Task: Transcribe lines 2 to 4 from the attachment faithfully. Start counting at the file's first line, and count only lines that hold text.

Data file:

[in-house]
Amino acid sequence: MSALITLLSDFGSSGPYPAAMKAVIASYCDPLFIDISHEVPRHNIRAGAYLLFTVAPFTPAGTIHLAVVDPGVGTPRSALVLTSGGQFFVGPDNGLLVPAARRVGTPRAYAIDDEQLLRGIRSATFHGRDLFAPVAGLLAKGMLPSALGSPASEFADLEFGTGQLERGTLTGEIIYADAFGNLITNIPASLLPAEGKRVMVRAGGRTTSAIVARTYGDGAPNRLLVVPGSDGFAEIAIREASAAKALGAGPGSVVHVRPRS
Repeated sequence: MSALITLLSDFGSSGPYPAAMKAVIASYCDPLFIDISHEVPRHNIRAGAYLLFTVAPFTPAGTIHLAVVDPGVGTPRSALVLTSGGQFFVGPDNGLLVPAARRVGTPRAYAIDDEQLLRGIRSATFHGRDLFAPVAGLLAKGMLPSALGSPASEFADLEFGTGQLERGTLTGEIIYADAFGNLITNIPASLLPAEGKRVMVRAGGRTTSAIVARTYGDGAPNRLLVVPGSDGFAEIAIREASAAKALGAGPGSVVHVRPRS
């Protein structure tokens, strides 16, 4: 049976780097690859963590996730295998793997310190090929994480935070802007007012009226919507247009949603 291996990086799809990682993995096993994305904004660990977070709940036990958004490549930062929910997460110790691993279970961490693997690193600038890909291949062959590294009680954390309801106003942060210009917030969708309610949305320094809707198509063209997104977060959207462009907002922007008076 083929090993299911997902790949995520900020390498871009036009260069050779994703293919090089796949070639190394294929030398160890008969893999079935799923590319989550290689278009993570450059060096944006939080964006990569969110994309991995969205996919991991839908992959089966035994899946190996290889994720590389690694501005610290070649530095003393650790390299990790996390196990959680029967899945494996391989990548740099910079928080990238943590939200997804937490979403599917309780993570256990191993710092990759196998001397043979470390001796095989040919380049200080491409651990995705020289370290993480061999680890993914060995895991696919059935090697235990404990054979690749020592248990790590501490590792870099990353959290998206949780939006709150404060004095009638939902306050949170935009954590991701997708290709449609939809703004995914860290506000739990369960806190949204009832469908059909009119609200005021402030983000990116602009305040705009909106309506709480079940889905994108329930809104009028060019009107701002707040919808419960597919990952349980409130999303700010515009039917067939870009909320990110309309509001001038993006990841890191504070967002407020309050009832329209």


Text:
Amino acid sequence: MSALITLLSDFGSSGPYPAAMKAVIASYCDPLFIDISHEVPRHNIRAGAYLLFTVAPFTPAGTIHLAVVDPGVGTPRSALVLTSGGQFFVGPDNGLLVPAARRVGTPRAYAIDDEQLLRGIRSATFHGRDLFAPVAGLLAKGMLPSALGSPASEFADLEFGTGQLERGTLTGEIIYADAFGNLITNIPASLLPAEGKRVMVRAGGRTTSAIVARTYGDGAPNRLLVVPGSDGFAEIAIREASAAKALGAGPGSVVHVRPRS
Repeated sequence: MSALITLLSDFGSSGPYPAAMKAVIASYCDPLFIDISHEVPRHNIRAGAYLLFTVAPFTPAGTIHLAVVDPGVGTPRSALVLTSGGQFFVGPDNGLLVPAARRVGTPRAYAIDDEQLLRGIRSATFHGRDLFAPVAGLLAKGMLPSALGSPASEFADLEFGTGQLERGTLTGEIIYADAFGNLITNIPASLLPAEGKRVMVRAGGRTTSAIVARTYGDGAPNRLLVVPGSDGFAEIAIREASAAKALGAGPGSVVHVRPRS
């Protein structure tokens, strides 16, 4: 049976780097690859963590996730295998793997310190090929994480935070802007007012009226919507247009949603 291996990086799809990682993995096993994305904004660990977070709940036990958004490549930062929910997460110790691993279970961490693997690193600038890909291949062959590294009680954390309801106003942060210009917030969708309610949305320094809707198509063209997104977060959207462009907002922007008076 083929090993299911997902790949995520900020390498871009036009260069050779994703293919090089796949070639190394294929030398160890008969893999079935799923590319989550290689278009993570450059060096944006939080964006990569969110994309991995969205996919991991839908992959089966035994899946190996290889994720590389690694501005610290070649530095003393650790390299990790996390196990959680029967899945494996391989990548740099910079928080990238943590939200997804937490979403599917309780993570256990191993710092990759196998001397043979470390001796095989040919380049200080491409651990995705020289370290993480061999680890993914060995895991696919059935090697235990404990054979690749020592248990790590501490590792870099990353959290998206949780939006709150404060004095009638939902306050949170935009954590991701997708290709449609939809703004995914860290506000739990369960806190949204009832469908059909009119609200005021402030983000990116602009305040705009909106309506709480079940889905994108329930809104009028060019009107701002707040919808419960597919990952349980409130999303700010515009039917067939870009909320990110309309509001001038993006990841890191504070967002407020309050009832329209």